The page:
Meiotic drive against chromosome fusions in butterfly hybrids

Jesper Boman, Christer Wiklund, Roger Vila, Niclas Backström,  bioRxiv,  2024.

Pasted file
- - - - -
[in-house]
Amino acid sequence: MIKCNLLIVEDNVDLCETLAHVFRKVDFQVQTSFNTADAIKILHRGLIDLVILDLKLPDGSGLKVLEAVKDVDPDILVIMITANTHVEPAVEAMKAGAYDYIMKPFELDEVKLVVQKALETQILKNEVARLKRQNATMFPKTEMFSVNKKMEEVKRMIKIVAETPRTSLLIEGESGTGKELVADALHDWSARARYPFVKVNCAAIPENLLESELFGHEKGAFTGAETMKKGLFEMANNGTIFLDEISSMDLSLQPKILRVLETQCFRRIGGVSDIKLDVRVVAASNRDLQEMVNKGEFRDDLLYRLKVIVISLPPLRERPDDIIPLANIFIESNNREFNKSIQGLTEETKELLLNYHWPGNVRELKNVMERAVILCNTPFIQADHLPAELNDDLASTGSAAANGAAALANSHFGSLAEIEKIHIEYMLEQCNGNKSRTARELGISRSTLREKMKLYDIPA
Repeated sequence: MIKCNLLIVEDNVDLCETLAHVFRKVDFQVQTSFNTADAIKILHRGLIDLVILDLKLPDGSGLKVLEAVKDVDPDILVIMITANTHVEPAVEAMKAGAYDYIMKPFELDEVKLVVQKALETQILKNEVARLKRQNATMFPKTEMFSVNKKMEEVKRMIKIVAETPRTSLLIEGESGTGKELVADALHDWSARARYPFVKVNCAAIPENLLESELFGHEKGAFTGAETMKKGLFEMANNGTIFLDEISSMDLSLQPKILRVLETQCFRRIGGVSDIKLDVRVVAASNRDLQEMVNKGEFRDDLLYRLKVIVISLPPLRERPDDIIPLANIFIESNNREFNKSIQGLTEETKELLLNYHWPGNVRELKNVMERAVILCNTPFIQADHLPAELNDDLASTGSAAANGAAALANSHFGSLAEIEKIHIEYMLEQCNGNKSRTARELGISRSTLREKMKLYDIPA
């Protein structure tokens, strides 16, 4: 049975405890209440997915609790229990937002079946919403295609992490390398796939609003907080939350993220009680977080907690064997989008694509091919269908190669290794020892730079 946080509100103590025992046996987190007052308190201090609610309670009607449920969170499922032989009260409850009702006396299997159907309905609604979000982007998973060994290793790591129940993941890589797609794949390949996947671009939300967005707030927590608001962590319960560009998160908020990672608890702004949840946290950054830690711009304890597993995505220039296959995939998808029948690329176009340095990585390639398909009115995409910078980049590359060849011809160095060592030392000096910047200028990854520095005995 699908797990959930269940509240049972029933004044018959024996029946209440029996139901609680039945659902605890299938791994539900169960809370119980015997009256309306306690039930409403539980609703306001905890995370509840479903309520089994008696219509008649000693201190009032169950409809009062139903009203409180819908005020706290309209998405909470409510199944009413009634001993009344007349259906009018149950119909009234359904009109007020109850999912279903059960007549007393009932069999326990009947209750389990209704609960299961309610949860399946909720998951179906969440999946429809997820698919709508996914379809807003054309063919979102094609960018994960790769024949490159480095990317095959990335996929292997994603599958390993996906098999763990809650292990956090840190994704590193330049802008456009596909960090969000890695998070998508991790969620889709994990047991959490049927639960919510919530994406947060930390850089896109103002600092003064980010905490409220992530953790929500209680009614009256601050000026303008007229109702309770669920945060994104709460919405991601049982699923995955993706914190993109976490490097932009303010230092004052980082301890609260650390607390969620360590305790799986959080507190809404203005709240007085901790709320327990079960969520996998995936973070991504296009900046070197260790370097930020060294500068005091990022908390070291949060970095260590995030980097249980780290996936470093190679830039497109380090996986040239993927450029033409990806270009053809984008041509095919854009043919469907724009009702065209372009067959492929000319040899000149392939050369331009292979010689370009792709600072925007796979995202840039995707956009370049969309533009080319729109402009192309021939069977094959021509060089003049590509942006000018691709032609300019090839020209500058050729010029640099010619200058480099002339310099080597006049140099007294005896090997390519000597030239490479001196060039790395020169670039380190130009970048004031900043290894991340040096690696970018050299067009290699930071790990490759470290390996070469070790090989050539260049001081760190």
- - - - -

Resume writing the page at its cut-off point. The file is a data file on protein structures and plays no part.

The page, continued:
Species frequently differ in karyotype, but heterokaryotypic individuals may suffer from reduced fitness. Chromosomal rearrangements like fissions and fusions can thus serve as a mechanism for speciation between incipient lineages but their evolution poses a paradox. How does underdominant rearrangements evolve? One solution is the fixation of underdominant chromosomal rearrangements through genetic drift. However, this requires small and isolated populations. Fixation is more likely if a novel rearrangement is favored by a transmission bias, such as meiotic drive. Here, we investigate transmission ratio distortion in hybrids between two wood white (Leptidea sinapis) butterfly populations with extensive karyotype differences. Using data from two different crossing experiments, we uncover a transmission bias favoring the fused state at chromosome with unknown polarization in one experiment and a transmission bias favoring the unfused state of derived fusions in both experiments. The latter result support a scenario where chromosome fusions can fix in populations despite counteracting effects of meiotic drive. This means that meiotic drive not only can promote runaway chromosome number evolution and speciation, but also that this transmission bias can be a conservative force acting against karyotypic change and the evolution of reproductive isolation. Based on our results, we suggest a mechanistic model for why derived fusions may be opposed by meiotic drive and discuss factors contributing to karyotype evolution in Lepidoptera.

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